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You Might Not Get Rich

|Includes: Alphabet Inc. (GOOG), JPM
The Road(s) to Profit
 
There are countless ways to get from point A to point B.
Ask any five people the best way to get to a busy metropolitan airport during rush hour and you're likely to get five completely different answers, each person claiming to have the can't fail route. Invariably there will always be one person who will direct you to take those less-traveled back roads, that only the locals know about, free of traffic, devoid of tolls, and guaranteed to get you to your flight hours ahead of schedule.
We are all trying to get somewhere and many of us are sure we know the best way to go. That is, of course, until we are hit with a massive delay and have to consider rethinking our route altogether.
As traders, there is only one chosen destination: Profit.
Of course the fastest way to get to that destination is to hold the right positions. If you are long a stock and the stock goes up, you are well on your way to your destination. The same can be said when we you are short a stock and it goes down.
However, like a carpooling mother rushing to drop a car full of kids off at school, you must know more than one way to get where you are going or else you might get stuck in a jam and not reach your destination on time. Worse still, the chaos mounts with each passing minute as the children grow restless. Your aggravation mounts as the childrens' squirms and impatient wails mash together with the curses from other drivers and the sustained blasts from their cars' horns. Such a situation can lead to frustration and helplessness, feelings common amongst traders on the losing end of a trade. You may have had excellent success trading a particular stock in the past, just like your regular route to the school may have always been fast and efficient. However, for any number of reasons you may be taking a loss in your stock on this particular day. All the while, you notice that other stocks may be making significant moves, steadily fluctuating back and forth into great areas and that other traders, either in your office or those whom you just know, have been making a lot of money trading their stocks. Meanwhile the stock you are trading pulls away from you or barely moves at all. The agony of a losing trade both depresses you and frays your nerves at the same time.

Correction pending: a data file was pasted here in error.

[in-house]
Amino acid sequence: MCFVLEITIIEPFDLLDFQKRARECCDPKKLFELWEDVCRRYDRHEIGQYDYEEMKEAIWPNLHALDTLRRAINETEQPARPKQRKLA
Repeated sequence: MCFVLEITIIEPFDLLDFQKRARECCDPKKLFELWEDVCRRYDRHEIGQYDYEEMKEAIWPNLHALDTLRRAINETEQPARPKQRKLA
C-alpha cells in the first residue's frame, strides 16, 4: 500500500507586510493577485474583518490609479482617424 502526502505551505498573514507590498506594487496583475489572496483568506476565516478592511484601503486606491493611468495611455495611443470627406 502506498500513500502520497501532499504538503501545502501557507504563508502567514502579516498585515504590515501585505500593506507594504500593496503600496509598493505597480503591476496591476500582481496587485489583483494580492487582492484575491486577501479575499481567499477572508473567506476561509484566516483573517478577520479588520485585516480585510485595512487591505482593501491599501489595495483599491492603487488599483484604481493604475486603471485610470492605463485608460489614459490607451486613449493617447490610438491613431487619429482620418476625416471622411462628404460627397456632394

We all have a favorite way of driving to any particular place. It may not be the fastest way, or the cheapest way, or even the shortest way. But, whatever your reason (closest to home, less complicated, most gas stations), it's the route you like to stick with. Sometimes, though, your tried-and-true way to your destination just might not get you where you want to be. A horrible accident a few miles up the road, some unexpected construction, even bad weather can delay you for hours. Likewise, in the stock market, any number of factors can influence the direction of the market and can determine whether or not you will make money trading a particular stock on a particular day.
Sometimes we need to quickly realize when our favorite route is jammed up and make fast decision as to which alternate route to take. A trader must also realize when their favorite stock is not moving in their favor and quickly find alternatives in order to avoid minimal profits or worse, take a loss.

We Miss Out When We don't Look Out


It's happened to all of us at one time or another. I once sat helplessly in traffic for hours, not knowing what had caused it and with no end in sight. Meanwhile, I was late for my good friend's birthday party. Upon finally arriving at the party everyone else who was there had already settled into their niche for the night: Some outside on the back deck, keeping an eye on the beer, many involved in their own conversations off in various areas of the house, a group of friends watching the game on T.V., and others having seemed to have had more than enough to drink. Already tired, irritable, and anxious, it did not make me feel any better when a random acquaintance of mine, who just happened to live right near me, who left at roughly the same time as me, and who I subsequently did not like very much to begin with mockingly boasted that I would have been there hours earlier if I had just gone his way.